Jul
27

Reviewing the Olympic Uniforms

Reviewing the Olympic Uniforms

The 2012 Olympics begin tonight with the Opening Ceremonies in London. I love the Olympics. Put me in the category of those who are enamored by the pageantry, the individual stories, the drama, and all the different cultures. The corny broadcasts were made for people like me. Because I think there are a lot of us.

In the sports design world, there’s a lot to look forward to every four years: the Olympics logo (this year’s, unfortunately, is probably the worst ever), the broadcast graphics, the signage at all the events, and of course…the uniforms. There are so many countries, all with their own unique colors and brand, and they all unveil new uniforms for this one event.

So let’s take a look at all the ones that I could find before the Olympics. And I don’t mean the clothes they’ll be wearing to the Opening Ceremonies. You can read a fashion blog if you want to see those. I mean the ones they’ll be competing in. Obviously, not every sport is represented, but track, basketball, soccer, and some others are usually on display. Let me know any other countries you’ve seen in the comments below.

Australia

First up is Australia, whose uniforms are made by Adidas. There’s not a whole lot to them; pretty comparable to previous Australian uniforms. And I finally looked up why Australia always wears green and yellow instead of red, white, and blue, like on their flag. Green and gold were established as the country’s official colors in 1984 and came from a common Australian plant, the Wattle.

Brazil

Brazil’s uniforms are made by Nike. Again, not much to them. I like the “V” shape on the track uniforms, but as you’ll see, Nike used it for more countries, which I don’t like. I want to see each country have its own unique identity.

Canada

Canada has Nike’s “V” shape as well, and I think a little too much black. Canada should be red and white, using black as an accent.

China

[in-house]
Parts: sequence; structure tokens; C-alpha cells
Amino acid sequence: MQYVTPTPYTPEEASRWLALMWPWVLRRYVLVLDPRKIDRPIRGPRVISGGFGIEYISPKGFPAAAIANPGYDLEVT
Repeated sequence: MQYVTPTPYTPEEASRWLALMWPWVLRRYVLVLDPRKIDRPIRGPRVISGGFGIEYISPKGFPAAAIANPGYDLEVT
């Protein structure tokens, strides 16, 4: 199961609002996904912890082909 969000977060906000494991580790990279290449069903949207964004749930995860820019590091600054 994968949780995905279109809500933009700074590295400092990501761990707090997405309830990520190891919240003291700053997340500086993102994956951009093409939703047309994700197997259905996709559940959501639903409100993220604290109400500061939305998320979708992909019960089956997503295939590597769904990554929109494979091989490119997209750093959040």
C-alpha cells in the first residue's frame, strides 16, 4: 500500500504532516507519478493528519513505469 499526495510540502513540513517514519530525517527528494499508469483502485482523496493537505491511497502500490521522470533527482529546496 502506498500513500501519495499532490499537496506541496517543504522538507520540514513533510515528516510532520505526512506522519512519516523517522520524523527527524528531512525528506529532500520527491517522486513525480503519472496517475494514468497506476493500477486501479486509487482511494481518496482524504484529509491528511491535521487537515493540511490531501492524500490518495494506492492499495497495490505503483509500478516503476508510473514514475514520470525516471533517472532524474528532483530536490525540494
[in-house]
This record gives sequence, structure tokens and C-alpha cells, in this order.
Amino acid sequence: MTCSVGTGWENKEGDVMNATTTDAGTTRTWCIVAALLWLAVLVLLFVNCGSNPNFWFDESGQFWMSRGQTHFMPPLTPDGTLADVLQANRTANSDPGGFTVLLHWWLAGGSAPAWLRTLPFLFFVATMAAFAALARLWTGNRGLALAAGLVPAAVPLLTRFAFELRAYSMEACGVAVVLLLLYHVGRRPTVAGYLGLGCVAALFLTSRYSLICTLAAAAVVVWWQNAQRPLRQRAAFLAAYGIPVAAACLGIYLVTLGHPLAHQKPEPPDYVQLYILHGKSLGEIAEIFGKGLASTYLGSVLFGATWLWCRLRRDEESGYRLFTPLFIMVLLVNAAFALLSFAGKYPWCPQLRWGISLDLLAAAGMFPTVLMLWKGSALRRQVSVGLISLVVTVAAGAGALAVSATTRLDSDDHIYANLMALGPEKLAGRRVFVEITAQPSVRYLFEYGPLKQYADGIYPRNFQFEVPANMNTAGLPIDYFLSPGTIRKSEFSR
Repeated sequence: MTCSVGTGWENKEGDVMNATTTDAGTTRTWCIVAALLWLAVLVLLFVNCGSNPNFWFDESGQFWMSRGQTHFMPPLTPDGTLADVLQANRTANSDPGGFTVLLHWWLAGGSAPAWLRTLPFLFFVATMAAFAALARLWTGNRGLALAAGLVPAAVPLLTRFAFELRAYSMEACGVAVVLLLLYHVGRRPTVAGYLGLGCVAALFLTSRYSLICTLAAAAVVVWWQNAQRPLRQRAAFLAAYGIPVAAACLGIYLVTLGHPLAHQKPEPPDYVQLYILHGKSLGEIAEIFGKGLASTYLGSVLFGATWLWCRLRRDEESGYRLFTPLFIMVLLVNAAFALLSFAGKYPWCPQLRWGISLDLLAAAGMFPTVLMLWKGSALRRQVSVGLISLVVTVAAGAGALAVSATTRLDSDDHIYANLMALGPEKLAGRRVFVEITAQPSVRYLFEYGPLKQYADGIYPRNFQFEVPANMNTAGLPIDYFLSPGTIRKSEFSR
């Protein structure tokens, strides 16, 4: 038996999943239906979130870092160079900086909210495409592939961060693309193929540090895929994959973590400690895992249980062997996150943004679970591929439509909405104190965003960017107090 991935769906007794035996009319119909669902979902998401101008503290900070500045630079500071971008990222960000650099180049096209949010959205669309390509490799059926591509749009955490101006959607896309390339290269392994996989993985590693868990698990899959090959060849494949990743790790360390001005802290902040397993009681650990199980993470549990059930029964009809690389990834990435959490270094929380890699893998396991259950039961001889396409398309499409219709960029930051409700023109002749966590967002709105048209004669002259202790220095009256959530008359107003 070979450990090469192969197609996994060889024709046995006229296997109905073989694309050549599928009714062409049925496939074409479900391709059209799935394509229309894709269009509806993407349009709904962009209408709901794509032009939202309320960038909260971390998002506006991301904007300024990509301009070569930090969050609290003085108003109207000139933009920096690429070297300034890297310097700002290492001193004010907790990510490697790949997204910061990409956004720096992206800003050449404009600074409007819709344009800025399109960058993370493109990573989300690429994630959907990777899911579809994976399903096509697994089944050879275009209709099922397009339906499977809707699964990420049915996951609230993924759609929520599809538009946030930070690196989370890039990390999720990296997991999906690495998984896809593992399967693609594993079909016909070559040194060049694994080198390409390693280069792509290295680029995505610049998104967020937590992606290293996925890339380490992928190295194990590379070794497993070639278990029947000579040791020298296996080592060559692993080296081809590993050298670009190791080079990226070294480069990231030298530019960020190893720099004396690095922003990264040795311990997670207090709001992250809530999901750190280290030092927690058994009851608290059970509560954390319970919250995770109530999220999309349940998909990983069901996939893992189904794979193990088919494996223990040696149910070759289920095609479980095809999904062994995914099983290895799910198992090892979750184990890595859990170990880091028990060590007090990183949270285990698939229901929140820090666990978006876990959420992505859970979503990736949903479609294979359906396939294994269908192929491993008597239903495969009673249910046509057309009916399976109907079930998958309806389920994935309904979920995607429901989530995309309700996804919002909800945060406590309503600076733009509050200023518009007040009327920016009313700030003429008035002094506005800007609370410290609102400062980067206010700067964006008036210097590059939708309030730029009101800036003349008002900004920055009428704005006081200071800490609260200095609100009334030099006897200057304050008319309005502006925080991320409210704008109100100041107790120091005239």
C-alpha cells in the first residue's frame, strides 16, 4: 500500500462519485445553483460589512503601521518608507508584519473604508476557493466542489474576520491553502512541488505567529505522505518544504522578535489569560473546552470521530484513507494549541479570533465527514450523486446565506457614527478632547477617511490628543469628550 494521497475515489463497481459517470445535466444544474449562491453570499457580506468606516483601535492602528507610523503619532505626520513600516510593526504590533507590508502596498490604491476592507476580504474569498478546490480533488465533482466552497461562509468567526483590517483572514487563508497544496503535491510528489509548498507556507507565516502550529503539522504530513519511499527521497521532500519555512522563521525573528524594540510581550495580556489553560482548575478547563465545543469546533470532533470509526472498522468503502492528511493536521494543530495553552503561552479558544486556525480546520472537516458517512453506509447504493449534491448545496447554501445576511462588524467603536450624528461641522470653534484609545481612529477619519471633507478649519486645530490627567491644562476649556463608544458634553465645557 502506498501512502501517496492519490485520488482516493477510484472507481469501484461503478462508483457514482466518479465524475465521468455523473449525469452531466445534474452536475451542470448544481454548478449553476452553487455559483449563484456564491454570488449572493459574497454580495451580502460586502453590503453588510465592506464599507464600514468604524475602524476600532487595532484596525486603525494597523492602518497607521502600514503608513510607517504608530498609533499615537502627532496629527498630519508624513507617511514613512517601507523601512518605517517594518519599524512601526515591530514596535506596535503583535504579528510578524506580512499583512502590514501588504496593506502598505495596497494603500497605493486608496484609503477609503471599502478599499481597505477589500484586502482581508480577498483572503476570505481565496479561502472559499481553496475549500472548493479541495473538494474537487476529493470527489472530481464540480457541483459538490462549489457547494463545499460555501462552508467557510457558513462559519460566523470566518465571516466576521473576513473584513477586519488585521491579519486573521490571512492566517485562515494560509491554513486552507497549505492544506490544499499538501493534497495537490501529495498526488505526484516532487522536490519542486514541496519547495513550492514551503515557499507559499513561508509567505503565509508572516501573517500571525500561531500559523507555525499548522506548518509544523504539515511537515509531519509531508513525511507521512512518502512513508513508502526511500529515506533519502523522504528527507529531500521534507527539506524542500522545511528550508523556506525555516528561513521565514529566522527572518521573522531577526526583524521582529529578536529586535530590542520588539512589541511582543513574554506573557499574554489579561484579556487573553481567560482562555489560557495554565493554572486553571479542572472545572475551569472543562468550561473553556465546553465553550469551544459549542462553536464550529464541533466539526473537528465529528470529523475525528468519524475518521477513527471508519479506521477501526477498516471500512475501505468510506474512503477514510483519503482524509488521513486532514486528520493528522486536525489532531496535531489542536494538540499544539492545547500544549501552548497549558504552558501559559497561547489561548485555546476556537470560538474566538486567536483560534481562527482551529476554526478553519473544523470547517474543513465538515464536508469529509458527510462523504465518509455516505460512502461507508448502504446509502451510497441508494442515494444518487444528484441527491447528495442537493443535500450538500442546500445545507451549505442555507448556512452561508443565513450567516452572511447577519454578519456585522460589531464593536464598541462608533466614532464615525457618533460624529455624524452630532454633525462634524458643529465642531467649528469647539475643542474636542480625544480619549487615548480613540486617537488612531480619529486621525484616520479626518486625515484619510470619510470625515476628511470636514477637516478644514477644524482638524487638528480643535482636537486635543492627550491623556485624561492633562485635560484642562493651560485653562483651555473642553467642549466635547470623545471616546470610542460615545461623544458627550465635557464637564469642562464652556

I like China’s uniforms. Nike stuck with the plain basketball template that they used for Brazil, but China didn’t get the track “V.” I like the type they used for “China” across the board. Some of China’s non-Nike sports’ uniforms have been released as well, and they’re pretty unique: badminton, gymnastics, swimming, table tennis

Estonia

Estonia got the Nike “V” template, and what appears to be the same typeface as Canada. At least Brazil got their own typeface.

France

The only French Olympic uniforms I could find were women’s gymnastics. So…there they are.

Germany

It was at this point in writing this point that I realized Nike just gave every country the same uniform like they were a high school team with 3 templates to choose from out of Eastbay. Germany did get their own typeface, though, albeit not an exciting choice. This picture also furthers my conception that all Germans are scary.

Great Britain

Great Britain got a lot of press for their uniforms, designed by Stella McCartney. One criticism is that there’s not enough red, which I would agree with, but I like what she’s done with the flag and colors. The flag is cropped uniquely on different sports’ uniforms, and they’ll certainly stand out from a sea of “V”s on the track. The basketball uniforms they’ve been wearing, however, are terrible. And the ones Stella designed aren’t much better.

Also, in addition to learning about Australia’s national colors, I finally understand the difference between England, Great Britain, and the United Kingdom. The use of the Union Jack flag on these uniforms motivated me to look into it. If you didn’t know, like me, Great Britain is composed of England, Scotland, and Wales, and the UK is those three plus Northern Ireland. But that doesn’t explain why uniforms for Great Britain are using the flag of the United Kingdom. Or why they compete in the Olympics as Great Britain and in the World Cup as individual countries… Back to uniforms…

Ireland

Ireland (which, as it turns out, is not part of Great Britain – or the UK!) has unveiled track uniforms made by Asics, and they’re not very good-looking. The gradient isn’t nearly as nice as the clean lines of the Nike kits, and the green doesn’t look like what I’d think of as Irish green, but maybe I just think of Irish green incorrectly. And the accents look to be more yellow than orange, Ireland’s other color.

Jamaica

Jamaica has a lot of great sprinters, and that’s who modeled their new uniforms, so that’s all we’ve seen. Apparently daughters of famous singers make the best Olympic uniform designers, because like Paul McCartney’s daughter with the Great Britain uniforms, Bob Marley’s daughter, Cedella, designed the Puma Jamaica uniforms. They’re interesting for sure, and they feel very Jamaican, which is more than the Nike countries sharing a template can say.

And if they have any extra sprinters, they can just compete in 2 years in bobsledding.

Japan